# Can finite induction be independent of mathematical induction?

Suppose we have a property $$P(n)$$ pertaining to natural numbers and $$P(n) \to P(n+1)$$. We know by mathematical induction that $$P(N)$$ implies $$P$$ being true for all natural numbers greater than or equal to $$N$$.

It is an obvious consequence of this that for a finite number of natural numbers greater than or equal to $$N$$, $$P$$ is also true. I am wondering, however, that whether this "finite induction" can be applied even if we didn't know mathematical induction principle. This might seem trivial, just like $$P(1) \to P(2)$$, $$P(2) \to P(3)$$ and so on, but I don't know any logical rules approving this...

• Not very clear... but yes: if we know that $P(N)$ holds, and $P(N+1)$ and ... and $P(N+k)$ all hold, then this is enough to assert that $P(n)$ holds for every $n$ such that $N \le n \le N+k$, without induction. Jan 28 at 16:30
• So I guess in our logic we admit any proof of finite steps like this as a kind of axiom, and the existence of mathematical induction is to assert that induction can be applied to a infinite set? Jan 29 at 3:05
• Don't forget to do your base case. Jan 29 at 15:24

We can prove the meta-theorem that in any logical system which lets you derive $$Q$$ from $$P$$ and $$P \implies Q$$, there is a proof of any given $$P(n)$$ from a base case less than $$n$$ and the induction step $$P(n) \implies P(n+1)$$. It is not necessary that the logical system have induction as an axiom.

In that logical system, such proofs will look like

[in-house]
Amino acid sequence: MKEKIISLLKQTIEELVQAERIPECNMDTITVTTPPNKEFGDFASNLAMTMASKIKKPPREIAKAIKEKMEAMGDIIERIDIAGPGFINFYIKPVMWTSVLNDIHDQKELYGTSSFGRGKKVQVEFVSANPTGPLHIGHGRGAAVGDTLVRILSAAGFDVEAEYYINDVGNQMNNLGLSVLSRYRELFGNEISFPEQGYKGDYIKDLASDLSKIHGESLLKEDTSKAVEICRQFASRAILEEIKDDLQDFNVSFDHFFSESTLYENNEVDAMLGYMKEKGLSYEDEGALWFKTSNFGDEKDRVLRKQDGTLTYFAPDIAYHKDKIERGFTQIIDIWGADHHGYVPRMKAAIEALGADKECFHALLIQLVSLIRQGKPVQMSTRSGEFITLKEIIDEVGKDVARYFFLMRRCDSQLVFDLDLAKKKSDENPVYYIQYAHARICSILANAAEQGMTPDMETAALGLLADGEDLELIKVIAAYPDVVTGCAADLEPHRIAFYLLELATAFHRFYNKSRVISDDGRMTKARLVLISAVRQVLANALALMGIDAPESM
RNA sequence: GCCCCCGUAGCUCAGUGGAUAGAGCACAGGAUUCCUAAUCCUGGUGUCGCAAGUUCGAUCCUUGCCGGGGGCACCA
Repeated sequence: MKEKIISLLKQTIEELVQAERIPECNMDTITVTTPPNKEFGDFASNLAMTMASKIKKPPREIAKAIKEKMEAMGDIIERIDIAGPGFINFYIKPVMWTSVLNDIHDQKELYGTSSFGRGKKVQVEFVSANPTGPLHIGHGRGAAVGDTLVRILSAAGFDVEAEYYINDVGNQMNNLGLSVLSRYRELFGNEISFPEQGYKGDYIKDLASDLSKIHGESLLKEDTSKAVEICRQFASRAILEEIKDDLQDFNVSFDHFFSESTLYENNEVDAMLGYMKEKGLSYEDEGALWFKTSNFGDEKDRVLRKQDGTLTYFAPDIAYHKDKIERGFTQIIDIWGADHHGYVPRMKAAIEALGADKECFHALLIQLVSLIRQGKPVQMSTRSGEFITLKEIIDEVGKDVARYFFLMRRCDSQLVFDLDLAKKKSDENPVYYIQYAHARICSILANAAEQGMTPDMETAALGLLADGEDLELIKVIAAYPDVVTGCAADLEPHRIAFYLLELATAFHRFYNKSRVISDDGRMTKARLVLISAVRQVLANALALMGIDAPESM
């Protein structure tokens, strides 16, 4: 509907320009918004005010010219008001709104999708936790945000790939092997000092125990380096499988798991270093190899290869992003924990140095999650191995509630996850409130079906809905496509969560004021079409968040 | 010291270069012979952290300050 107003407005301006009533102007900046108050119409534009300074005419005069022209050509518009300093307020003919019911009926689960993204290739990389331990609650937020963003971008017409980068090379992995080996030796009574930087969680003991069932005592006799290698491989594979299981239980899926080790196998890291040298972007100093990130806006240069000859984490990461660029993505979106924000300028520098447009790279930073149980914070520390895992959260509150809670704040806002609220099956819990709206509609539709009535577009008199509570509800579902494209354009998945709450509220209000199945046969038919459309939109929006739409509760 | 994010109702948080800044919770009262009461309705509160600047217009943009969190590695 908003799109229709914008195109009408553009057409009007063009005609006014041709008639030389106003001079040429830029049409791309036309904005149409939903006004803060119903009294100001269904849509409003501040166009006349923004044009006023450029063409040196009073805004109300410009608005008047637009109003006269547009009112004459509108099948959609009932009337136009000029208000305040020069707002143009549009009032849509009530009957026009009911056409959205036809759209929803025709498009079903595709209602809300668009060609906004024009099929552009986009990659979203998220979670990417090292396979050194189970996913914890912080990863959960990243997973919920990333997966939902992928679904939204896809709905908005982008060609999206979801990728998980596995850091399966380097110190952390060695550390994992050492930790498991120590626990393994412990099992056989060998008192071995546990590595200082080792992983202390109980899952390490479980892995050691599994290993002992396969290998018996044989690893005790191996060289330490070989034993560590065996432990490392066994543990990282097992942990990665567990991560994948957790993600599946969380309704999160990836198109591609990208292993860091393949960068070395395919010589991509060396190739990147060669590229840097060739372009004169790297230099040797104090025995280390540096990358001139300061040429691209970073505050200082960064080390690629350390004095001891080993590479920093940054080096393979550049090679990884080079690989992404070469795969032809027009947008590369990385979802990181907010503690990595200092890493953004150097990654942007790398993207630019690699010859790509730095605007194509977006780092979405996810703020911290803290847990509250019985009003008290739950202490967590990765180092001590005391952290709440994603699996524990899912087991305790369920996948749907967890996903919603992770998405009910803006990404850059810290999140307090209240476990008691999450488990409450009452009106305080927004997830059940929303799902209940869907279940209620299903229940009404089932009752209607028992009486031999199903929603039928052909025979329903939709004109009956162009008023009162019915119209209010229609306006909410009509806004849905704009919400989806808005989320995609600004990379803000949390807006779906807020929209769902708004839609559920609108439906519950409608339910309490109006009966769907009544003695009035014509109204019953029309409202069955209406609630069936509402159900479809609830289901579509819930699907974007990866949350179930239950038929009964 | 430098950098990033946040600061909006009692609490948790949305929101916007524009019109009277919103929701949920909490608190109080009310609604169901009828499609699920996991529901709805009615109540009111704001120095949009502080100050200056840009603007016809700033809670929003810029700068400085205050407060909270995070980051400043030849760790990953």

1. Prove $$P(1)$$.
2. Prove $$P(1) \implies P(2)$$.
3. Prove $$P(2) \implies P(3)$$.
4. Prove $$P(3) \implies P(4)$$.
5. Prove $$P(4) \implies P(5)$$.
6. Conclude $$P(2)$$, then $$P(3)$$, then $$P(4)$$, then $$P(5)$$ by modus ponens.

It will be able to prove any given $$P(n)$$, and the meta-theorem tells us that it will be able to prove any given $$P(n)$$. Without the axiom of induction, it will not be able to prove $$\forall n\ge 1\, P(n)$$.

• then does the axiom of induction mean to extend induction to infinity? Jan 29 at 23:44
• I'm not entirely sure what "extend to infinity" would mean. There's no such statement as $P(\infty)$ to begin with! Rather, the axiom of induction lets us prove all the statements at once, while without it we were already able to prove any specific one of the statements. Jan 29 at 23:58

Induction will hold an any set $$X$$ (possibly finite) with $$x_0\in X$$ (the "first" element) and $$f: X \to X$$ (the "successor" function) such that:

$$~~~~~~X=\{ x_0, f(x_0), f(f(x_0)), \cdots \}$$

We have:

$$~~~~~~\forall P\subset X: [x_0\in P \land \forall a\in P:[ f(a)\in P] \implies P=X]$$